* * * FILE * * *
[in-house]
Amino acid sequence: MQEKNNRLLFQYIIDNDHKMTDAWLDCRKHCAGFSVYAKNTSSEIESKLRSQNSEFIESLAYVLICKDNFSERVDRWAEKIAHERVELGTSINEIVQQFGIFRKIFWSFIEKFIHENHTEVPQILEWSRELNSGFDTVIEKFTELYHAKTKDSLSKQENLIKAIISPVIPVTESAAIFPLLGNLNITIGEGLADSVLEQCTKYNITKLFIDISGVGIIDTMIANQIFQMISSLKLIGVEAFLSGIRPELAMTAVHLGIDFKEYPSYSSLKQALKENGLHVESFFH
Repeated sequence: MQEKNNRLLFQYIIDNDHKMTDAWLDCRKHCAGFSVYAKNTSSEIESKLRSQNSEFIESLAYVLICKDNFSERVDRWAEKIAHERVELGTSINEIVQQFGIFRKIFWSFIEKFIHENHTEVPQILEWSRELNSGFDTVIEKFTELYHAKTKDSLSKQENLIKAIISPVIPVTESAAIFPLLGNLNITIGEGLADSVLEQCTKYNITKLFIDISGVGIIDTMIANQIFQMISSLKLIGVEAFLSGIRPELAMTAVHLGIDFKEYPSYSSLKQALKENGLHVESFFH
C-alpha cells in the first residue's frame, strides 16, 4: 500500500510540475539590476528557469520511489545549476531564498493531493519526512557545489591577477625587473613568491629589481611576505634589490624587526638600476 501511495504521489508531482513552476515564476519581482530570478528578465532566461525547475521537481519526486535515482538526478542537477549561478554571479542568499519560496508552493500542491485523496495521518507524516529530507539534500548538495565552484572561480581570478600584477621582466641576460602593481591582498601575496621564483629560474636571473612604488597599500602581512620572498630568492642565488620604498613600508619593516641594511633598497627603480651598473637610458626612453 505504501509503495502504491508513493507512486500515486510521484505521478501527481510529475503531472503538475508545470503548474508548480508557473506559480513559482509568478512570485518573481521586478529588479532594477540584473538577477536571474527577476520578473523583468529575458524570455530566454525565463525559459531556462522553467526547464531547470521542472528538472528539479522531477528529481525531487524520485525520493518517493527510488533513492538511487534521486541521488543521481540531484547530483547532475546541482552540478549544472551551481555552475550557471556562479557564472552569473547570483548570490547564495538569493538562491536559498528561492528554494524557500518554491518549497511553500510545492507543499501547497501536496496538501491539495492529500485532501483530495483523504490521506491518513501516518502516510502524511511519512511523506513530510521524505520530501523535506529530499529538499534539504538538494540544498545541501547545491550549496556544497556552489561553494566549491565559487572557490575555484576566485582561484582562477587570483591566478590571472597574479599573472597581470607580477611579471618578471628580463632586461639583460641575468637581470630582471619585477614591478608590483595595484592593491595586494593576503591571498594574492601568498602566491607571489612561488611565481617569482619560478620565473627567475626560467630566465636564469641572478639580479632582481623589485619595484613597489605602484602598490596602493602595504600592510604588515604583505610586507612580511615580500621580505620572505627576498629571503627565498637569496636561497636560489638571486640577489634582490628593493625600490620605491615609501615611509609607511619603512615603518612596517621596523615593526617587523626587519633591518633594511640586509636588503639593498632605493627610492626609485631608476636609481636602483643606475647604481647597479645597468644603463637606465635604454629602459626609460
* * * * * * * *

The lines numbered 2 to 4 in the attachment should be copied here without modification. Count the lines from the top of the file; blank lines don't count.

Amino acid sequence: MQEKNNRLLFQYIIDNDHKMTDAWLDCRKHCAGFSVYAKNTSSEIESKLRSQNSEFIESLAYVLICKDNFSERVDRWAEKIAHERVELGTSINEIVQQFGIFRKIFWSFIEKFIHENHTEVPQILEWSRELNSGFDTVIEKFTELYHAKTKDSLSKQENLIKAIISPVIPVTESAAIFPLLGNLNITIGEGLADSVLEQCTKYNITKLFIDISGVGIIDTMIANQIFQMISSLKLIGVEAFLSGIRPELAMTAVHLGIDFKEYPSYSSLKQALKENGLHVESFFH
Repeated sequence: MQEKNNRLLFQYIIDNDHKMTDAWLDCRKHCAGFSVYAKNTSSEIESKLRSQNSEFIESLAYVLICKDNFSERVDRWAEKIAHERVELGTSINEIVQQFGIFRKIFWSFIEKFIHENHTEVPQILEWSRELNSGFDTVIEKFTELYHAKTKDSLSKQENLIKAIISPVIPVTESAAIFPLLGNLNITIGEGLADSVLEQCTKYNITKLFIDISGVGIIDTMIANQIFQMISSLKLIGVEAFLSGIRPELAMTAVHLGIDFKEYPSYSSLKQALKENGLHVESFFH
C-alpha cells in the first residue's frame, strides 16, 4: 500500500510540475539590476528557469520511489545549476531564498493531493519526512557545489591577477625587473613568491629589481611576505634589490624587526638600476 501511495504521489508531482513552476515564476519581482530570478528578465532566461525547475521537481519526486535515482538526478542537477549561478554571479542568499519560496508552493500542491485523496495521518507524516529530507539534500548538495565552484572561480581570478600584477621582466641576460602593481591582498601575496621564483629560474636571473612604488597599500602581512620572498630568492642565488620604498613600508619593516641594511633598497627603480651598473637610458626612453 505504501509503495502504491508513493507512486500515486510521484505521478501527481510529475503531472503538475508545470503548474508548480508557473506559480513559482509568478512570485518573481521586478529588479532594477540584473538577477536571474527577476520578473523583468529575458524570455530566454525565463525559459531556462522553467526547464531547470521542472528538472528539479522531477528529481525531487524520485525520493518517493527510488533513492538511487534521486541521488543521481540531484547530483547532475546541482552540478549544472551551481555552475550557471556562479557564472552569473547570483548570490547564495538569493538562491536559498528561492528554494524557500518554491518549497511553500510545492507543499501547497501536496496538501491539495492529500485532501483530495483523504490521506491518513501516518502516510502524511511519512511523506513530510521524505520530501523535506529530499529538499534539504538538494540544498545541501547545491550549496556544497556552489561553494566549491565559487572557490575555484576566485582561484582562477587570483591566478590571472597574479599573472597581470607580477611579471618578471628580463632586461639583460641575468637581470630582471619585477614591478608590483595595484592593491595586494593576503591571498594574492601568498602566491607571489612561488611565481617569482619560478620565473627567475626560467630566465636564469641572478639580479632582481623589485619595484613597489605602484602598490596602493602595504600592510604588515604583505610586507612580511615580500621580505620572505627576498629571503627565498637569496636561497636560489638571486640577489634582490628593493625600490620605491615609501615611509609607511619603512615603518612596517621596523615593526617587523626587519633591518633594511640586509636588503639593498632605493627610492626609485631608476636609481636602483643606475647604481647597479645597468644603463637606465635604454629602459626609460